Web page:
But after pregame off-ice incident between the two teams, Elmira never came out onto the ice for pregame warmups at Watertown Municipal Arena and ended up forfeiting the game.
Later that week, Wolves owner Andreas Johansson announced the team was officially canceling its season.
“Again, with how it all happened, I wasn’t there, I was one of the guys in the (locker) room,” MacDonald recalled. “I just knew something was off when they didn’t show up on the ice. But that’s in the past now, we’re moving on from that.”
MacDonald was set to return to the ice for the Wolves at the start of the abbreviated season that never happened.
“Not only the winter, but it’s a whole summer thing, you’re in training,” MacDonald said. “Some people think you can just show up, but it takes a lot of time and effort out of your day, this is what you want to do for your living. You can be working from 9 til 5, but you chose to do this.
“So when the job that you want to do is taken away, it’s kind of like — really?”
This left both MacDonald and Clarke disappointed after the team held several training camps over the course of several months in anticipation of a season.
“It sucked because we had a great team and everybody was like brothers in there and we were only together for a short time,” Clarke said.
MacDonald went on to play 22 games with Huntsville of the SPHL as well as two playoff games with the team last season.
“Fortunately I was able to go play elsewhere, but some of the players weren’t, that was the end of their season,” MacDonald said. “Some people only play for a couple years, some people play from like 15 to 20 years, and eventually there’s a time when that’s it. So, you’ve got to take every year, have as much fun and play as hard as you can and try to win. By the end of the day, that’s all we want to do.”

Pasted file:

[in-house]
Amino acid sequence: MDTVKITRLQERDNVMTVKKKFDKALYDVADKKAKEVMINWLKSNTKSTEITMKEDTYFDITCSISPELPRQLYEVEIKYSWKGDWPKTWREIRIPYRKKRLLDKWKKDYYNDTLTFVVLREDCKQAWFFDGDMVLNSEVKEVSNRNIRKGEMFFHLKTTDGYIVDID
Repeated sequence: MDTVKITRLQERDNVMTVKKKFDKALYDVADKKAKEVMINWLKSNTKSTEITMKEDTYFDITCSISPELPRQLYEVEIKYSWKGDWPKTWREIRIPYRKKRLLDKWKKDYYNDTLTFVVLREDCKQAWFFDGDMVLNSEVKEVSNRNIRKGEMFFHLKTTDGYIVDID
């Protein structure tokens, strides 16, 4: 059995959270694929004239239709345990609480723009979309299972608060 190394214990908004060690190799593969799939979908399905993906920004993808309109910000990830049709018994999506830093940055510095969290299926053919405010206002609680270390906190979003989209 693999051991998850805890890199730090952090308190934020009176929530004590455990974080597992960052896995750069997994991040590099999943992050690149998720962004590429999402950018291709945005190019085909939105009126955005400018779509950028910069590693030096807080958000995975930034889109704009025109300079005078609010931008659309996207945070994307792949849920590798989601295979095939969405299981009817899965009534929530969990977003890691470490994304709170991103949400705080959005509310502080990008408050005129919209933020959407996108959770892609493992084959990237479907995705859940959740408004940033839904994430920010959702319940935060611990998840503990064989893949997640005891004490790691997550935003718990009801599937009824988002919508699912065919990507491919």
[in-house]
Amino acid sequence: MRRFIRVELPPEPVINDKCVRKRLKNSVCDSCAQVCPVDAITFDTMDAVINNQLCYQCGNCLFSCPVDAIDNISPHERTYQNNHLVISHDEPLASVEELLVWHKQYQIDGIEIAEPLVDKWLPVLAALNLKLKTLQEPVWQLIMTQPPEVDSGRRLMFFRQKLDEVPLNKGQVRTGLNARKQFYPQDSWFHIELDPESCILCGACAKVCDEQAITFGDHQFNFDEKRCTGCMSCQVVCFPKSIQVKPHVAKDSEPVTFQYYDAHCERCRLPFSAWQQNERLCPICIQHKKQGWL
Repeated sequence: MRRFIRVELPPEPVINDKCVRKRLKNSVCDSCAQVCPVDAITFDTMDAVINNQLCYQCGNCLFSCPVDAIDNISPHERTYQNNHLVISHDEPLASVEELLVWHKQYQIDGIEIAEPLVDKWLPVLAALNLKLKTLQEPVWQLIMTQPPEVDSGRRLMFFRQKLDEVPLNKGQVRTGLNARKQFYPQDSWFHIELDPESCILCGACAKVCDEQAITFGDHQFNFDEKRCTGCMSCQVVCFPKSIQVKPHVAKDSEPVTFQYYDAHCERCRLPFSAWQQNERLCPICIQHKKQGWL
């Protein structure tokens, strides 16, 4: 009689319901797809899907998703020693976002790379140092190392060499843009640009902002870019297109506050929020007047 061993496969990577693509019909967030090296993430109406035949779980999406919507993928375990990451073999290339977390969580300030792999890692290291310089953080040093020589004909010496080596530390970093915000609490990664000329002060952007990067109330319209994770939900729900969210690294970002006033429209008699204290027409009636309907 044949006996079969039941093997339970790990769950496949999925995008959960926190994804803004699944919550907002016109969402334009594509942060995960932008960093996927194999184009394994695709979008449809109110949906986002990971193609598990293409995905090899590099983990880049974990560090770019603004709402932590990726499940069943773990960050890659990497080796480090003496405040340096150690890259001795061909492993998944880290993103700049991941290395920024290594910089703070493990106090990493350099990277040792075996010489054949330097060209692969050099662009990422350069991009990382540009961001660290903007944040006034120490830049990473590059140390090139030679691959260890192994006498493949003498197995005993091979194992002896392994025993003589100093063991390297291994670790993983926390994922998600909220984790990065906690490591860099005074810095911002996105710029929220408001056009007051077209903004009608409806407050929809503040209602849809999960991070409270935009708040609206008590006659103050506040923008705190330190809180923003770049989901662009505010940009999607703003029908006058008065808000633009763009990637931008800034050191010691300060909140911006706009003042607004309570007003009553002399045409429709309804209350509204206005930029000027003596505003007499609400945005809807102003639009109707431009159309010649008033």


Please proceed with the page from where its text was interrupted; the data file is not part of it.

After commencing training camp this week, the Wolves will hold an inter-squad scrimmage game on Oct. 21 at the arena before hosting a preseason game the next night in Alexandria Bay.
On the day of the Blue and Gray scrimmage, the team will hold a season ticket pick-up party with the game to follow at 7 p.m. The game is open to the public for $2 a ticket and season-ticket holders are admitted free. Children will be admitted for free at the preseason game with tickets available at the door.
“We have a lot that are up right now in the SPHL because of the lack of players,” Clarke said of the Wolves’ training camp contingent. “So we’ll see some of those guys back a little later on, but as of right now we’re still looking pretty strong.”
Clarke is optimistic about the level of talent the Wolves possess entering camp, but is still never satisfied with on-ice product.
“I think everyone’s in the same boat right now with players, I think there’s over 100 players right now in the SPHL,” Clarke said. “It kind of diminishes you a little bit, so you have to re-recruit, but as long as you have the right pieces, you’re fine.”
Much has changed on the hockey scene in Watertown since MacDonald last played with the Wolves, including the refurbished Watertown Municipal Arena.
“It’s different, bigger,” said MacDonald, a native of Newmarket in southern Ontario. “So I can only imagine that the fan base has been growing. We had people standing all the way around because there were no seats, and now we have the seats, we’ll be able to pack more people in. So I think it’s going to be very exciting.”